Oh my goodness gosh and wotnot – another dirty-great chunk of canal and canal-related infrastructure is on the endangered list… Toddbrook Reservoir, somehow intelligently sited in elevated juxtaposition with the 6,500-resident town of Whaley Bridge, owned by the Nation and administered by the Canal & River Trust, is busy washing away its emergency spillway. Much ta very much indeed from me to the Greek and Roman gods that I am not in the area. [One of the many] news reports here. The photograph below is theirs.
Messrs Royal Air Force, using what is probably our last serviceable helicopter, a Chinook, are busily dropping 1,000kg bags of goodness me on the growing breach, hoping to stop it in its tracks. Whaley Bridge has been evacuated. Boats on the canal in the area – the reservoir’s purpose, among others, is to feed water to keep the canal wet – have been moved and, if unoccupied, towed, to a nearby marina where they may be safer if the 1,300,000 tonnes of water get loose all of a sudden like.
We’ve had a spot of rain in England of late, and you can see the local build-up in the video below.
Never a dull moment, during the exciting (disastrous) moments on the canals.
Fingers crossed that the dam doesn’t give way. As it is at the very minimum, long and expensive repairs await once the water subsides.
My opinion? This is just the sort of thing that happens when you contract-out all functions. Contractors don’t – excuse my French – really give a merde. They follow at best only the exact letter of the contract requirements. Sending up a drone every six months so that someone in Bangalore can review the video doth not an inspection make. Old-fashioned local people employed the old-fashioned local way, and employed the old-fashioned long-term way would have spotted this when it could still have been averted or at the least repaired without the Royal Air Force and without Prime Minister Boris Johnson having to convene a COBRa meeting in re same.
Quelle embarrassmente pour les professionales. Quelle work ahead pour les workers.
But that’s just my opinion, and tis based on my opinion that if the whole world contracted-out all functions then everything would be (sub-)done on the cheap by aliens who know nothing.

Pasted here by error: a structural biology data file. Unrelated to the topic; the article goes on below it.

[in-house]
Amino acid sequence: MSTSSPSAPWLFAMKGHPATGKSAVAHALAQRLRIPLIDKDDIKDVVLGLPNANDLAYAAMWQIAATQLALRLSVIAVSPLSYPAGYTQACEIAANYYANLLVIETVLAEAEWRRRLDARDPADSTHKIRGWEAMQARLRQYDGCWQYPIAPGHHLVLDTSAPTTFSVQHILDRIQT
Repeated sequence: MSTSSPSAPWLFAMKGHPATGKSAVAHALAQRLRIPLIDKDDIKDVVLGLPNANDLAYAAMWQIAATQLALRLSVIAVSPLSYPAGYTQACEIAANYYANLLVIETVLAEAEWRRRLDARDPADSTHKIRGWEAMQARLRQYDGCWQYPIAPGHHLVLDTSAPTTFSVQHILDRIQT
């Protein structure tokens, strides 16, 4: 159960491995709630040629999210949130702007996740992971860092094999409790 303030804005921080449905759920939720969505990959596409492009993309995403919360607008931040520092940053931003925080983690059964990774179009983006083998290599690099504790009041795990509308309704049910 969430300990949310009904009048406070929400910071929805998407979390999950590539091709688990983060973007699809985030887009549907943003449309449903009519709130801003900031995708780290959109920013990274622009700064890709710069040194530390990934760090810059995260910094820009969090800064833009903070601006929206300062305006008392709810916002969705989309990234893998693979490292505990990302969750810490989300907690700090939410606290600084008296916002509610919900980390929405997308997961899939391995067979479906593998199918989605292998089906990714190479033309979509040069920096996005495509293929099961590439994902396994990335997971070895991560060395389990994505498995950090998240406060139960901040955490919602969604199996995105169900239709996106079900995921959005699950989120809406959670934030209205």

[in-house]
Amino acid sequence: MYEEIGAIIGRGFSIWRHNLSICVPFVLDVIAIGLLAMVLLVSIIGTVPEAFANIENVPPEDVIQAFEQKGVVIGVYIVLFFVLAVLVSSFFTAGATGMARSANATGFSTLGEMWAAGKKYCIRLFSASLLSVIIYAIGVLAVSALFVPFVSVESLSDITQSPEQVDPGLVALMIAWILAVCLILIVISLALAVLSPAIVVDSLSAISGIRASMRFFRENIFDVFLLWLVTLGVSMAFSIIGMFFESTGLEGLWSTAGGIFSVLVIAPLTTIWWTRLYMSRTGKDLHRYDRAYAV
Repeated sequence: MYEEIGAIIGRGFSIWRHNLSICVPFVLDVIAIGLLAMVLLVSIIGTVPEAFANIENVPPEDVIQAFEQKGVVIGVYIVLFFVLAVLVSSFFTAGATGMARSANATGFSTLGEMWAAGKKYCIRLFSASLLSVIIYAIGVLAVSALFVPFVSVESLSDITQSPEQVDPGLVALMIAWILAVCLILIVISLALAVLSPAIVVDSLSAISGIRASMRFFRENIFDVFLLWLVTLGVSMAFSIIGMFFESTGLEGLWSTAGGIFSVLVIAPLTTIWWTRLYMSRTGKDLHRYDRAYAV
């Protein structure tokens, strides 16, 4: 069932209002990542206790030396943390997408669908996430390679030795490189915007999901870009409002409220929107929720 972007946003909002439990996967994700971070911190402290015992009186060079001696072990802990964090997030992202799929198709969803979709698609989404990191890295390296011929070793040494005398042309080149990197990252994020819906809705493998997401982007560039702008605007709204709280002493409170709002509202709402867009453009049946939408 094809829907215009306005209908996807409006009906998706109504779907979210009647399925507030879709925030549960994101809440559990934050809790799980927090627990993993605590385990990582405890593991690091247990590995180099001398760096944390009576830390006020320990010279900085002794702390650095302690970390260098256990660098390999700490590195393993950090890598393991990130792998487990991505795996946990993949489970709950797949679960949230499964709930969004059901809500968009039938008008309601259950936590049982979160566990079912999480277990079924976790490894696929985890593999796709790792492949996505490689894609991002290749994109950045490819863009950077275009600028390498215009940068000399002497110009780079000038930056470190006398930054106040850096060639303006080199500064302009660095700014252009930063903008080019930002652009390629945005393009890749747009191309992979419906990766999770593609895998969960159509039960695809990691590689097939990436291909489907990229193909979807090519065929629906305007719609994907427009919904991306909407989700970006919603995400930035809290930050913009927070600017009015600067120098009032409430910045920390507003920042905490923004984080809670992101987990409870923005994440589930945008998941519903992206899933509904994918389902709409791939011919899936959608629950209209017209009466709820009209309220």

Oh, hang on though… I wonder…
Anyway. The spiders from Mars… (a Nestlé company).
Woke up this morning, pulled on my shoes and spectacles and went out to squeegee down my solar panels – only to discover that the poor Cardinal had been wrapped from stem to stern in cobwebs overnight… Cobwebs everywhere, on everything. Ugh.
Is this the work of just one sweet little arachnid who has been running all over my boat pulling spider-rope out of his arse all night, or is this the work of hundreds of the little buggers in some sort of competition?
Is it in fact the work, collective or individual, of something small? Perhaps one double-decker bus-sized spider who specialises in very detailed and intricate work…
I shall have to check the towpath, hedgerow and fields for spider-tracks…
I admit, I do have an uncomfortable very much in common with Miss Havisham, both emotionally and historically, but must the Cardinal really be made to resemble her dining room?
Once I’d cleaned off the solar panels (water & white vinegar, sponge and rubber-blade long-handled squeegee) I took a long-handled broom and removed the one-thousand webs.
I was a tad nervous while doing so, just in case Shelob should heave herself from the water or the hedgerow and remonstrate. One never quite knows with these things.
Tis amazing what goes on while one (tries to) sleep. As well as Shelob’s arachnid army I am of late enjoying the attentions of a parade of nocturnal moths – unfortunately some variety that is very large (two or three inch wing span), very black and very much against being caught in my humane-catching-and-oiking-overboard-glass-&-card.
I think, as in my best theory is, that they see or follow infra-red, and the warmed-by-the-day air inside the Cardinal, escaping in the cool of the late evening through gaps around the rear hatch, attracts them to investigate.
It’s just a theory though, albeit the best that I have. I (finally) bunged up the gaps around the hatch (gaps that are ordinarily very useful, being generally proof against all but the worst weather and allowing much of the good ventilations) and was not further bothered by moth. It’s hardly conclusive, but I can only work with what I can see to work with when I see it.
Advice on defence against huge moth and armies of spiders welcome.
At least it’s not been persissssssting down with rain today, and my laundry is getting a chance to dry. I shall have to bring it all in long before it can be cocooned though.
Buy yourself a narrowboat and go and live on the canals they said (my brain cells said, both of them), it’ll be tranquil and relaxing and care-free.
Remind me please never to listen to either of my brain cells ever again.
Chin-chin for the mo, from Messrs Ian H and Cardinal W., fortunately not anywhere on nor near nor by the Peak Forest Canal, in canal-distance terms.